• AMA with Certified Student Loan Professional

    Join SDN on December 7th at 6:00 PM Eastern as we host Andrew Paulson of StudentLoanAdvice.com for an AMA webinar. He'll be answering your questions about how to best manage your student loans. Register now!

Can you practice without a license?

Carwhisperer

New Member
Apr 16, 2012
6
0
  1. Pre-Psychology
    Among the many counselors I have seen over the years was a pastor. He had no license to counsel. This is in California. He was in his 80's and money was a little tight so I used to throw him a $20 spot every visit.

    Was this illegal? For that matter, what is to stop someone from counseling for pay without a license as long as you don't represent yourself as a licensed counselor?
     

    wigflip

    Full Member
    Oct 18, 2010
    1,548
    6
      You might consider the following issues:

      1. Quality of training. (Experience as a client/patient is insufficient.)
      2. Ethics.
      3. Liability issues.

      These three are intertwined in ways that I'm not certain you're fully grasping at this point.
       
      About the Ads

      Qwerk

      LCSW, private practice
      10+ Year Member
      Nov 18, 2011
      362
      40
      Manhattan
        Legally, maybe. Ethically, no. In several states, unlicensed counselors are allowed to call themselves "counselors" or "therapists" and to practice psychotherapy even if they are not licensed and have no degrees whatsoever, as long as they do not call themselves "licensed," "psychologist," or "social worker," among other restricted terms. Colorado, Minnesota, and Oregon are three states in which this can happen. In some states, unlicensed counselors must register with the state, but in others, there's no requirement. A pastor can also counsel in his or her capacity as a member of the clergy, but may not do so privately in most cases. As Therapist4Change mentioned, there are also titles such as "life coach" and "consultant" that are not regulated. There are other gray areas such as substance abuse counseling in which licensure and/or a particular degree may not be required.

        This is a good reason to check the education and licensure of anyone you entrust with your mental health. Even if you feel that they're competent, you have little recourse if they act unethically unless they break the law.
         
        Last edited:

        wigflip

        Full Member
        Oct 18, 2010
        1,548
        6
          there are also titles such as "life coach" and "consultant" that are not regulated...This is a good reason to check the education and licensure of anyone you entrust with your mental health. Even if you feel that they're competent, you have little recourse if they act unethically unless they break the law.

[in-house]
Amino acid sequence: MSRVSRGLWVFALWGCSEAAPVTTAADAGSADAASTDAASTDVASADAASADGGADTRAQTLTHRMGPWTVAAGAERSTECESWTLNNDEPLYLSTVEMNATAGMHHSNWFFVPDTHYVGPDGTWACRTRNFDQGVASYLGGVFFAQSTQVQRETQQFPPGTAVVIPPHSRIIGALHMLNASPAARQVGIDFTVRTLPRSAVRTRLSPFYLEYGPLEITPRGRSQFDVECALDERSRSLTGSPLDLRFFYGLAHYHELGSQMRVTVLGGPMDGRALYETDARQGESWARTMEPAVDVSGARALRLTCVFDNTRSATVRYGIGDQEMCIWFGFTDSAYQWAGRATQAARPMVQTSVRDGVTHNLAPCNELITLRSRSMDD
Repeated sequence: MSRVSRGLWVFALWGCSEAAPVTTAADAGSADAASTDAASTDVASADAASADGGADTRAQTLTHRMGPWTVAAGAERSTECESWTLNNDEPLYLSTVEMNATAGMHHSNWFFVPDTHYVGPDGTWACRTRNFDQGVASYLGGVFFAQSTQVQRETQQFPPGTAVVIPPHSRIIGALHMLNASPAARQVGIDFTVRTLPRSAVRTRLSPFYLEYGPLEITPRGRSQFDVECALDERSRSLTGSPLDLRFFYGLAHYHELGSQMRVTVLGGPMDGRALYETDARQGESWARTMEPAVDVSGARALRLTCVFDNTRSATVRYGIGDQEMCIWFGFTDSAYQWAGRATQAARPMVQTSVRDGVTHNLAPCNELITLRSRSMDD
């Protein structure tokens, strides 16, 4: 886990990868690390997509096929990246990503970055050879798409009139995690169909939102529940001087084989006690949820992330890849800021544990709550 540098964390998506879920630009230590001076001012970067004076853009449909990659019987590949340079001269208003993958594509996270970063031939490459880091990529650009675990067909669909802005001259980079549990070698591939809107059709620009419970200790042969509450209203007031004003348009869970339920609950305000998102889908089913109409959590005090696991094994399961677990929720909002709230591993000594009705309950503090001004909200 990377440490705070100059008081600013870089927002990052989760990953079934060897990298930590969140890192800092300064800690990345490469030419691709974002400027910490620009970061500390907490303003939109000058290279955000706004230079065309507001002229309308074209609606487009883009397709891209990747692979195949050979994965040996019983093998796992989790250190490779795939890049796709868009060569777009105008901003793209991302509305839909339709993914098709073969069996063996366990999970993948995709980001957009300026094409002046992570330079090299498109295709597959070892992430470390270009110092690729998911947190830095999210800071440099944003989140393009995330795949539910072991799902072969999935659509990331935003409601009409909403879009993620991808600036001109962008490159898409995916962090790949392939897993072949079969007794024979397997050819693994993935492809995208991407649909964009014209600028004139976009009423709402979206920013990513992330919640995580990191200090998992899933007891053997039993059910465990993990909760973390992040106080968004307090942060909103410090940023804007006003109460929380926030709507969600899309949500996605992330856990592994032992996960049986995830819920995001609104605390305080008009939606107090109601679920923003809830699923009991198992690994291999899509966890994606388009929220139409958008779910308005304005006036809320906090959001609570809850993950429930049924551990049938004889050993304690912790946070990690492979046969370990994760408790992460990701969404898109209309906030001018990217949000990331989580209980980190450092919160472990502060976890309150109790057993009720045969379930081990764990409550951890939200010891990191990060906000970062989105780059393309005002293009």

A client wouldn't have recourse in terms of contacting the state licensing board (since the person is unlicensed), but I'm not certain that a practitioner would be absolved of all liability in civil court, if for example, an unhappy client sought to argue that the practitioner misrepresented him/herself and/or acted beyond the scope of their training/expertise. That is to say, if I were the OP, I'd be cautious about assuming that clients would have no recourse against someone calling themselves a coach or consultant.
           

          Qwerk

          LCSW, private practice
          10+ Year Member
          Nov 18, 2011
          362
          40
          Manhattan
            A client wouldn't have recourse in terms of contacting the state licensing board (since the person is unlicensed), but I'm not certain that a practitioner would be absolved of all liability in civil court, if for example, an unhappy client sought to argue that the practitioner misrepresented him/herself and/or acted beyond the scope of their training/expertise. That is to say, if I were the OP, I'd be cautious about assuming that clients would have no recourse against someone calling themselves a coach or consultant.

            This is absolutely true -- civil liability might exist if the counselor did not follow state regulations in title, credentials, or scope of practice. That said, if the counselor followed state regulations but committed misconduct that might be cause to strip a licensed professional of his/her license, the client may not be able to get the counselor to stop practicing, even if the client did get a judgment in civil court. There have actually been a few cases in which psychiatrists/psychologists have been stripped of their licenses for misconduct and have continued practicing as psychotherapists without breaking the law.